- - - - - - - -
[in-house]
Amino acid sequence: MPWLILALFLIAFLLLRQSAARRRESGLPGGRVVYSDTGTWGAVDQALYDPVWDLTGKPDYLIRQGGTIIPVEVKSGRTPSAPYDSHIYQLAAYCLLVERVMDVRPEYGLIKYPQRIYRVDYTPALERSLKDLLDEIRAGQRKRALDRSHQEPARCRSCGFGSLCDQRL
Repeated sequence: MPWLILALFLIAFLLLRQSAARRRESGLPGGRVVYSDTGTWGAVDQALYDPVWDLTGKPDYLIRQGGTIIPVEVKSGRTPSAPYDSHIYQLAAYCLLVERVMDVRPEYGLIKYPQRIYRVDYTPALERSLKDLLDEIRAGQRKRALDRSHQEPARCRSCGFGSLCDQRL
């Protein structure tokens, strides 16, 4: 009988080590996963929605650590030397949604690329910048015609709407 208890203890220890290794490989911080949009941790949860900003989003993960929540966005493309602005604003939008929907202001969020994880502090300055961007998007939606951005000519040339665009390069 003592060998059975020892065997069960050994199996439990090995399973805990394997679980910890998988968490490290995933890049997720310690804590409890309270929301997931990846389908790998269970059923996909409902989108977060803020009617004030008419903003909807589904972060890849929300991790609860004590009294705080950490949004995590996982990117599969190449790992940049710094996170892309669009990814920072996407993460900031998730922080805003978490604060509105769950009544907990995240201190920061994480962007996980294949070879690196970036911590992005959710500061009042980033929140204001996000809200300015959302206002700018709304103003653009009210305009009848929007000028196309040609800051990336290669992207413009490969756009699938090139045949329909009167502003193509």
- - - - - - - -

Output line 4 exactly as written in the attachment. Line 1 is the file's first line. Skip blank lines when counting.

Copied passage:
């Protein structure tokens, strides 16, 4: 009988080590996963929605650590030397949604690329910048015609709407 208890203890220890290794490989911080949009941790949860900003989003993960929540966005493309602005604003939008929907202001969020994880502090300055961007998007939606951005000519040339665009390069 003592060998059975020892065997069960050994199996439990090995399973805990394997679980910890998988968490490290995933890049997720310690804590409890309270929301997931990846389908790998269970059923996909409902989108977060803020009617004030008419903003909807589904972060890849929300991790609860004590009294705080950490949004995590996982990117599969190449790992940049710094996170892309669009990814920072996407993460900031998730922080805003978490604060509105769950009544907990995240201190920061994480962007996980294949070879690196970036911590992005959710500061009042980033929140204001996000809200300015959302206002700018709304103003653009009210305009009848929007000028196309040609800051990336290669992207413009490969756009699938090139045949329909009167502003193509």